The following quotation and the image of William Gilliland’s portrait come from Plattsburgh resident, historian, and writer David Glenn.
Portrait of William Gilliland (1734-1796) Pioneer Settler of Essex and Clinton Counties, New York
This oil paint on canvas portrait was painted in New York City in 1789 by the renowned portrait artist Ralph Earl. Will Gilliland, as he called himself, is shown at 55 years of age, robust in health and as a prosperous merchant. The portrait gives no indication that it was painted while he was in the gaol or jail of the city, debtors prison. (Gilliland Trails)
That little snippet of Gilliland’s history should entice you to find out more about our local founder!
Champlain Valley Settler & Explorer
Born and raised in County Armagh, Ireland, William Gilliland came to America in about 1754 as a young man. Gilliland found work as a merchant in New York City, and began operating his own mercantile business by 1759 (David Glenn). He married Elizabeth Phagan, on Feb. 8, 1759, and they had a six children–two of whom died in childhood (New York State Museum). Gilliland also had another daughter, Anne, out of wedlock with Mary Shadforth c. 1770 (David Glenn).
Prior to the French and Indian War there was minimal European settlement in the North Country, but after British victory many soldiers were rewarded with land grants to repay their military service and to help ensure Britain’s control of the frontier (Essex: The Architectural Heritage. 5-6). Gilliland took advantage of these newly released grants and began purchasing them from interested sellers. By 1764, he was able to gain land bounties from several veterans, ultimately securing title to upwards of 50,000 acres of land (David Glenn).
The land extended between present day Crown Point and Cumberland Head. Gilliland created settlements that would become present-day Willsboro and Essex among others. He named the settlements after his family, “Willsboro” after himself, “Elizabeth” (now Essex) after his wife, and “Janesboro,” “Charlottesboro,” and “Bessboro” were named for his daughters (Essex: The Architectural Heritage. 6).
“With a number of recruited tenant/settlers, established the town he named Willsboro on the western shore of Lake Champlain” in 1765, and he moved his wife and family to his new land holdings in 1766, unfortunately losing one daughter to death on the journey(New York State Museum).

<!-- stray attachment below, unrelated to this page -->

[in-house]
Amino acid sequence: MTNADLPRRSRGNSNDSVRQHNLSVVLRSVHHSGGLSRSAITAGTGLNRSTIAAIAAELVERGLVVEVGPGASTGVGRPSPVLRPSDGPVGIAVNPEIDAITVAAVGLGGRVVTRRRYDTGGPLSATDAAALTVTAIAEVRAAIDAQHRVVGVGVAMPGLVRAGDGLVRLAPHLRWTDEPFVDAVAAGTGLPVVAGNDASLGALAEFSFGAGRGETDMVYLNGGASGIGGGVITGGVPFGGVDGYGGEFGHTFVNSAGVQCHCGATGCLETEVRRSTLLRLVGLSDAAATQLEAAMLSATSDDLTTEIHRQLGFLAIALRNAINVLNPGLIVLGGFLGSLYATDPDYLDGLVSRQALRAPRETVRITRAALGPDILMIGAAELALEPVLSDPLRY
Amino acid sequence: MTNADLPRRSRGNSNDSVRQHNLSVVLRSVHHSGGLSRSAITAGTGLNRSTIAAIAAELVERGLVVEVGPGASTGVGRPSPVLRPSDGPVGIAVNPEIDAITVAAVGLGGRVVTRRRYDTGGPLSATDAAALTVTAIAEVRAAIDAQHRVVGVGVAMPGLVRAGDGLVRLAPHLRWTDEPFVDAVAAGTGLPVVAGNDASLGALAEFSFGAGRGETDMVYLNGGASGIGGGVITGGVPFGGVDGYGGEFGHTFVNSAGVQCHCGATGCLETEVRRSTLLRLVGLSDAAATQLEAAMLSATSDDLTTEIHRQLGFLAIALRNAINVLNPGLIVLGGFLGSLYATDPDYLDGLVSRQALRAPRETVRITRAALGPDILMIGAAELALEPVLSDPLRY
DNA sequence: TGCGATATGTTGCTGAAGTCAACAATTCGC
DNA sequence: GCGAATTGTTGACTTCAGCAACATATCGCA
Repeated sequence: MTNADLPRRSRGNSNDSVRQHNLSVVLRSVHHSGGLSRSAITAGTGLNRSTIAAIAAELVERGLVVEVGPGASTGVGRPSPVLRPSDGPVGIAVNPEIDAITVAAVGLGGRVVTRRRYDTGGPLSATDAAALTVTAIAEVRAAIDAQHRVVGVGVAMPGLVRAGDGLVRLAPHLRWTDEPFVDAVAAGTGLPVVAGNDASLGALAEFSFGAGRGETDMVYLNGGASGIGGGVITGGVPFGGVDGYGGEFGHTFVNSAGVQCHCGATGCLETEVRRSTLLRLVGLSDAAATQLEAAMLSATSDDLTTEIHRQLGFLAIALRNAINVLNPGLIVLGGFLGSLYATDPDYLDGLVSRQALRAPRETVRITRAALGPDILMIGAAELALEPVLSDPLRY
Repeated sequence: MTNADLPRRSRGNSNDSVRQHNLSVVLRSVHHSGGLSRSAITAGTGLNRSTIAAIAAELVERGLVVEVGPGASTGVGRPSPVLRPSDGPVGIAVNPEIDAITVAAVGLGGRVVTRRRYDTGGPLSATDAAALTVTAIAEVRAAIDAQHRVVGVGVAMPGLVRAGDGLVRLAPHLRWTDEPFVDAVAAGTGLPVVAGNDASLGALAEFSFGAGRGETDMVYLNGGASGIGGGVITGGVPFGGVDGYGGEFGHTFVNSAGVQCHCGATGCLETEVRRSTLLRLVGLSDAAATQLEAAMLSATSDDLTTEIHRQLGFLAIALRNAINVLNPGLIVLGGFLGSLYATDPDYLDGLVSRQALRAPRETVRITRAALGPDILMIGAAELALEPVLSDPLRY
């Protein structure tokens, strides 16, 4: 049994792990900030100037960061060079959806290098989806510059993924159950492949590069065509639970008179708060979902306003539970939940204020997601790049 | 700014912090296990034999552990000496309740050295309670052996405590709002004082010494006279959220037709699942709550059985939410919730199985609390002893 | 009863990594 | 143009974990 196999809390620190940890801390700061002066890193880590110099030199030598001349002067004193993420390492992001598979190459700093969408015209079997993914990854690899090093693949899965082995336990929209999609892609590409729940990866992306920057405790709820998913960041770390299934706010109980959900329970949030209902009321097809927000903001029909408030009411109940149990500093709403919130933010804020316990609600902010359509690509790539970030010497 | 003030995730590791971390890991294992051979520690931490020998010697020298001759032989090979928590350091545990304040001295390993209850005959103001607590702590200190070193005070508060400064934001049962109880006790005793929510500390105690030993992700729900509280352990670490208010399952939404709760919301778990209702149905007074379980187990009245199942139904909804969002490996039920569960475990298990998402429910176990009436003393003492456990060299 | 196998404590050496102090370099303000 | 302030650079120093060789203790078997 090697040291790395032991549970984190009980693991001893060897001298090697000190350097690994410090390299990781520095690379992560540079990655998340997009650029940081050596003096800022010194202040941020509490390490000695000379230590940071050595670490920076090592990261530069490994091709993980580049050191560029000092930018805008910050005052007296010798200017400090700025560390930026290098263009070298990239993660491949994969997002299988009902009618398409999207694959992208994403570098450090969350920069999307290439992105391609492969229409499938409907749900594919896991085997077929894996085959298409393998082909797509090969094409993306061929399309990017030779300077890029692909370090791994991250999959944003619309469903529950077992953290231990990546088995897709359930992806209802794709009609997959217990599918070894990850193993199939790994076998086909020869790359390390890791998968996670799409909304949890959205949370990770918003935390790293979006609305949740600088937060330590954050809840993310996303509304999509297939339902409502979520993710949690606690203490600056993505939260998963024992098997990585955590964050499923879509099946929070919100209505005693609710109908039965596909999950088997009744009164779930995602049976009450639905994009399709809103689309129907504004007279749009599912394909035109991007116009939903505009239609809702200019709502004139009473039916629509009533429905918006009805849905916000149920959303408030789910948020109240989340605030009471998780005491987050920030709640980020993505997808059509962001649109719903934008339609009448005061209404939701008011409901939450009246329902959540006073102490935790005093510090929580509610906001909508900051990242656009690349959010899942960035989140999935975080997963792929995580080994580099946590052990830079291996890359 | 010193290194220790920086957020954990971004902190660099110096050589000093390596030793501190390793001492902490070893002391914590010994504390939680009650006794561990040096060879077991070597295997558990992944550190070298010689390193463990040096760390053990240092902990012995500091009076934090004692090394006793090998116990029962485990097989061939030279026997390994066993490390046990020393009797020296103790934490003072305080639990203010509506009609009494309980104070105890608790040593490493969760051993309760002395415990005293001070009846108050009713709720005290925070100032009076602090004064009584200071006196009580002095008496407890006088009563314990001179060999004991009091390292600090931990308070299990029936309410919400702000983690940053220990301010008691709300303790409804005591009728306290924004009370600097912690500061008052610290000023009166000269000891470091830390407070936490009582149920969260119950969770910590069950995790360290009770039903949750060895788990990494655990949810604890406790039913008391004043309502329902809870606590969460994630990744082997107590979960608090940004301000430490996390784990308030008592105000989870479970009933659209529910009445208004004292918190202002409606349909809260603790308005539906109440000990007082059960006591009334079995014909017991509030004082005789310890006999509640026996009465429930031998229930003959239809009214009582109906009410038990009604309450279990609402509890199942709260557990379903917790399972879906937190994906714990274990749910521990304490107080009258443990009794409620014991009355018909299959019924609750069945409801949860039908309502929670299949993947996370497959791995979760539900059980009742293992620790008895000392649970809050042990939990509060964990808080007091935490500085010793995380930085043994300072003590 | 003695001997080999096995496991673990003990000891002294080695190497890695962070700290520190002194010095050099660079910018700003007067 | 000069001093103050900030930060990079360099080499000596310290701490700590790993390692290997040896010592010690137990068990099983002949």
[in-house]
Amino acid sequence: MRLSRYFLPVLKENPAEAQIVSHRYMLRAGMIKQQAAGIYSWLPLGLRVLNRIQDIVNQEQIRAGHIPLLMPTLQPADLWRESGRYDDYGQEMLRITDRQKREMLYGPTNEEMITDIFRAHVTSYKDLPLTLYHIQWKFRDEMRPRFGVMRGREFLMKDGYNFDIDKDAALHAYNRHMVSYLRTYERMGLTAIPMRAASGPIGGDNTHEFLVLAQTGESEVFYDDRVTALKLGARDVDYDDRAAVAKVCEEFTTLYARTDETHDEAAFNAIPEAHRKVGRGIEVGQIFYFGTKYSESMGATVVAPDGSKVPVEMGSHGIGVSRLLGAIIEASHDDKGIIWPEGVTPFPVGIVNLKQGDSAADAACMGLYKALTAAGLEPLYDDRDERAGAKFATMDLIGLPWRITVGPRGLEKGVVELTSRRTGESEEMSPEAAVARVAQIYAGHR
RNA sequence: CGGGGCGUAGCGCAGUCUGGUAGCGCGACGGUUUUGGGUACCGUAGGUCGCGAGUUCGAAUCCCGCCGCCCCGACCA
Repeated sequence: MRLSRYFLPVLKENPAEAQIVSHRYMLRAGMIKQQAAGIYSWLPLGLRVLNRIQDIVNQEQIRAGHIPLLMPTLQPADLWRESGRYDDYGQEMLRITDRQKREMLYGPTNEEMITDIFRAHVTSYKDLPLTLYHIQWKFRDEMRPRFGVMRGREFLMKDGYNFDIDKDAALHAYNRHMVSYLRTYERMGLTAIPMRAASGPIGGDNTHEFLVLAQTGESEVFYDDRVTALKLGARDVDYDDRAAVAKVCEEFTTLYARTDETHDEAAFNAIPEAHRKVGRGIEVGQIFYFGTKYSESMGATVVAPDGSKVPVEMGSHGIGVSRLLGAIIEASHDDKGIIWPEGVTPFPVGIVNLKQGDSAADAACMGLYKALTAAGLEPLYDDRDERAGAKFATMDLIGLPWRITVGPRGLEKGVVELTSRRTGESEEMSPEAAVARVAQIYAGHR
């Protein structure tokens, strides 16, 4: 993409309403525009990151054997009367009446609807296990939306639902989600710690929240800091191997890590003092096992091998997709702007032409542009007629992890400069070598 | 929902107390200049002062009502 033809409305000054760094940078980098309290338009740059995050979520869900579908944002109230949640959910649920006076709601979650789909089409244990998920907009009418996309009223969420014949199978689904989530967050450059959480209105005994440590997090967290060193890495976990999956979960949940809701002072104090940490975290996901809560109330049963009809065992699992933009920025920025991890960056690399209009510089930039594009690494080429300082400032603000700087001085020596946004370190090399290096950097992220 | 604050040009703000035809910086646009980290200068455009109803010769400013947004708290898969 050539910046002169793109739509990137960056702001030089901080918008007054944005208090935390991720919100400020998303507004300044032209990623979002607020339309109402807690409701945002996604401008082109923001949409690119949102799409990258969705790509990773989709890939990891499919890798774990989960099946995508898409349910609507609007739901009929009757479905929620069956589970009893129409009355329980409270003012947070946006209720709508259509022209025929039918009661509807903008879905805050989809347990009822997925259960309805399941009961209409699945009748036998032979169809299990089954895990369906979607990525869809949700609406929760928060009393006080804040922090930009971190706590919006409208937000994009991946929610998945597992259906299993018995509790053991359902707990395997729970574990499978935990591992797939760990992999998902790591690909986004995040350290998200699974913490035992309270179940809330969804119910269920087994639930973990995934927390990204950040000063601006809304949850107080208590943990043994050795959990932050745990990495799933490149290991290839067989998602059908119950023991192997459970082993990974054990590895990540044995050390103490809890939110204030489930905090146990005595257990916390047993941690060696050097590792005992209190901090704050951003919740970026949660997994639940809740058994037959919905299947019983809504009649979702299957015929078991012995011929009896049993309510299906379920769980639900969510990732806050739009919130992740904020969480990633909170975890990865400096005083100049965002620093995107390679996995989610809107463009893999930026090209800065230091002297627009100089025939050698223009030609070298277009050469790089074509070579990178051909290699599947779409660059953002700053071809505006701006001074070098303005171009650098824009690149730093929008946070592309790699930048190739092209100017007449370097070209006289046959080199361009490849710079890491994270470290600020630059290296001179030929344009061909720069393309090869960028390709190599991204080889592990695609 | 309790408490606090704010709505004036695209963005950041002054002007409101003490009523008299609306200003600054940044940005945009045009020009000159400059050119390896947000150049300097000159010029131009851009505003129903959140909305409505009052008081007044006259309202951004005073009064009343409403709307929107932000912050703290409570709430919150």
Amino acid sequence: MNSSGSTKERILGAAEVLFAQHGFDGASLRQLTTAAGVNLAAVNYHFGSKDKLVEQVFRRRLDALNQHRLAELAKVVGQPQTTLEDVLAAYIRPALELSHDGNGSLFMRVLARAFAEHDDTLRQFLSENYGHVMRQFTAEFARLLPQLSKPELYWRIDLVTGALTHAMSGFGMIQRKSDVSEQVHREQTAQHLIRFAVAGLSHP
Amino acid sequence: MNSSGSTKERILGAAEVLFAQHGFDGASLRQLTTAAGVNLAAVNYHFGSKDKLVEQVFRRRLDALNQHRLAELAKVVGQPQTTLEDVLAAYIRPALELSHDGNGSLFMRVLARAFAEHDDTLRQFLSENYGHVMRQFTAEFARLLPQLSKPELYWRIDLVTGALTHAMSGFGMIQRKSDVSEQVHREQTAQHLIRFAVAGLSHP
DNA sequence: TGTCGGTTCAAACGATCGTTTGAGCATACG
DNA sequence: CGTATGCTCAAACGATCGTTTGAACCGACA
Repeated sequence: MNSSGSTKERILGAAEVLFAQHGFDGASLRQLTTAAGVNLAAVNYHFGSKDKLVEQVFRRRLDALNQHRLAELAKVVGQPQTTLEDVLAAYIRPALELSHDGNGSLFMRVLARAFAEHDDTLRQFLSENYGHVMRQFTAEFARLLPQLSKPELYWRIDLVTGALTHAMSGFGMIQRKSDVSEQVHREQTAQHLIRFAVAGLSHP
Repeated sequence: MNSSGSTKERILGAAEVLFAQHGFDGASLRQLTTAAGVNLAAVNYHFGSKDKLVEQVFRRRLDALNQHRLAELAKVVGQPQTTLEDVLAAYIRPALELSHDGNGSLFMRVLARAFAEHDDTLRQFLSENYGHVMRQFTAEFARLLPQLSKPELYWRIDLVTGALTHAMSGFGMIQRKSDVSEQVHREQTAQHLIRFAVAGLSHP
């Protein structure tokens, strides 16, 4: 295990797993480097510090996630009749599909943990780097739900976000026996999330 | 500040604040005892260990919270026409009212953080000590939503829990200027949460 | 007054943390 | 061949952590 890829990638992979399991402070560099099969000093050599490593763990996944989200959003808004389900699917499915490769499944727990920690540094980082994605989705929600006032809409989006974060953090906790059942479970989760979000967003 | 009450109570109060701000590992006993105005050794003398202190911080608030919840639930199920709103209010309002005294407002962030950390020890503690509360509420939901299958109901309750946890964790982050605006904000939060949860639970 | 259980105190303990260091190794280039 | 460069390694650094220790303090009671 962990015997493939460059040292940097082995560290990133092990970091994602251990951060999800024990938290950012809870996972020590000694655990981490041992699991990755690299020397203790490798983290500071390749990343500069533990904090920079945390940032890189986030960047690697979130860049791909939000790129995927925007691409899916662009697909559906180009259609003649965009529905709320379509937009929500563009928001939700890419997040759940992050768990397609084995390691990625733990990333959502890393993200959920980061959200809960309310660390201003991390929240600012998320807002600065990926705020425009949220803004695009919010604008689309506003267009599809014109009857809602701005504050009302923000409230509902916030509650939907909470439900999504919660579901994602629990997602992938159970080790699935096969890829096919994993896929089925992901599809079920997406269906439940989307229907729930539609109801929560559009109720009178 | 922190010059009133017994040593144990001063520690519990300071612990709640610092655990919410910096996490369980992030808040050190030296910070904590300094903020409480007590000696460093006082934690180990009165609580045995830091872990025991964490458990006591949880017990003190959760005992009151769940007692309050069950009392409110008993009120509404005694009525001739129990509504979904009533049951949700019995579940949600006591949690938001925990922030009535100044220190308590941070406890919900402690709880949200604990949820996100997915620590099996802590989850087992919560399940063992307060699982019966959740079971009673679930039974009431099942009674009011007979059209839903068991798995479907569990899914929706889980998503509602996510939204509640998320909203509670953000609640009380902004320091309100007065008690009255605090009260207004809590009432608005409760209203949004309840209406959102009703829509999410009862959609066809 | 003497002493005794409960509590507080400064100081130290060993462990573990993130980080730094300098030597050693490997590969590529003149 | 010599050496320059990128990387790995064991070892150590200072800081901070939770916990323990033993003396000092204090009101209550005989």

“His journals for the years 1765-1772 record his surveying expeditions and the sites selected for grist and lumber mills, and future iron and potash works. Many of the sites lay in the later township of Essex.” (Essex: The Architectural Heritage. 6)
Gilliland explored the land that was now his and saw many places previously undiscovered by European eyes as he settled the area.
“On an October day in 1765 William Gilliland […] took a jaunt from his settlement on the Boquet River, exploring northward along the west shore of Lake Champlain. […] Gilliland is perhaps the first European to discover the great Ausable Chasm, where Atlantic salmon spawned in great numbers to the delight of settlers.” (Ausable Chasm)
American Revolution Begins Gilliland’s Downfall
The American Revolutionary War (1775-1783) destroyed the original Willsboro settlement, and the effects of the war and accusations during that tenuous time of revolt began to ruin Gilliland financially and by reputation. Continue reading…
David Glenn says
Would love to send you my WG bio which corrects many errors in his history. Many concurrent WG’s which confused early historians. For instance, WG in ‘British army was not our WG but another. Willing to discuss. This web site should have the most correct data possible.
G.G. Davis, Jr. says
Greetings and welcome, David Glenn. Thanks for your generous offer and for subsequently forwarding along your William Gilliland biography. I will be in touch with you directly to determine the best way to share your knowledge with our readers. There is indeed much confusion regarding William Gilliland’s history (and most of the early Essex historic figures), and I am hopeful that you’ll be able to help set the record straight.
If you could contact me I can help. I am niece of Alberta cuyler Holmes and I took a dna test